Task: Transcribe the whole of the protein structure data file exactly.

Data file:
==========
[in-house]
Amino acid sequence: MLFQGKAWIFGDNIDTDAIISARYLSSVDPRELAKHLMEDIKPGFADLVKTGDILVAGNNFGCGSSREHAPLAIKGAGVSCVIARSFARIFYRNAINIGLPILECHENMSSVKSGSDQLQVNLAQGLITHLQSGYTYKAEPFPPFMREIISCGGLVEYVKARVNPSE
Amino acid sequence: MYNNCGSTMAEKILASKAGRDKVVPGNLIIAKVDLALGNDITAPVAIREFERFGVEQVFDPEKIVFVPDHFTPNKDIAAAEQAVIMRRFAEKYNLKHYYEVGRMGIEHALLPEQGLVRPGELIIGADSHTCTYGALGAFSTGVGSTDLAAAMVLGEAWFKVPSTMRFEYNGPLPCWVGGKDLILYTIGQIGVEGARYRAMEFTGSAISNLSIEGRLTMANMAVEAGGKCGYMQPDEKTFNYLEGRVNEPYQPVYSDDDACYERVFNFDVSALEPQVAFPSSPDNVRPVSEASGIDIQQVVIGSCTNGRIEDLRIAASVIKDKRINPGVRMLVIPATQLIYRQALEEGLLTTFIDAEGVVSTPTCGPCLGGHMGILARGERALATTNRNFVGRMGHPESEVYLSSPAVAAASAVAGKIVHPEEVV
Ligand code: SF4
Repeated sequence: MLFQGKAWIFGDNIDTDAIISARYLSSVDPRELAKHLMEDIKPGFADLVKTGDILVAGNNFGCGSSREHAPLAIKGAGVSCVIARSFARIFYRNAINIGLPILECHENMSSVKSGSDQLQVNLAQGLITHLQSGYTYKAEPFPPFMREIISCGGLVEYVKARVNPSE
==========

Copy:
[in-house]
Amino acid sequence: MLFQGKAWIFGDNIDTDAIISARYLSSVDPRELAKHLMEDIKPGFADLVKTGDILVAGNNFGCGSSREHAPLAIKGAGVSCVIARSFARIFYRNAINIGLPILECHENMSSVKSGSDQLQVNLAQGLITHLQSGYTYKAEPFPPFMREIISCGGLVEYVKARVNPSE
Amino acid sequence: MYNNCGSTMAEKILASKAGRDKVVPGNLIIAKVDLALGNDITAPVAIREFERFGVEQVFDPEKIVFVPDHFTPNKDIAAAEQAVIMRRFAEKYNLKHYYEVGRMGIEHALLPEQGLVRPGELIIGADSHTCTYGALGAFSTGVGSTDLAAAMVLGEAWFKVPSTMRFEYNGPLPCWVGGKDLILYTIGQIGVEGARYRAMEFTGSAISNLSIEGRLTMANMAVEAGGKCGYMQPDEKTFNYLEGRVNEPYQPVYSDDDACYERVFNFDVSALEPQVAFPSSPDNVRPVSEASGIDIQQVVIGSCTNGRIEDLRIAASVIKDKRINPGVRMLVIPATQLIYRQALEEGLLTTFIDAEGVVSTPTCGPCLGGHMGILARGERALATTNRNFVGRMGHPESEVYLSSPAVAAASAVAGKIVHPEEVV
Ligand code: SF4
Repeated sequence: MLFQGKAWIFGDNIDTDAIISARYLSSVDPRELAKHLMEDIKPGFADLVKTGDILVAGNNFGCGSSREHAPLAIKGAGVSCVIARSFARIFYRNAINIGLPILECHENMSSVKSGSDQLQVNLAQGLITHLQSGYTYKAEPFPPFMREIISCGGLVEYVKARVNPSE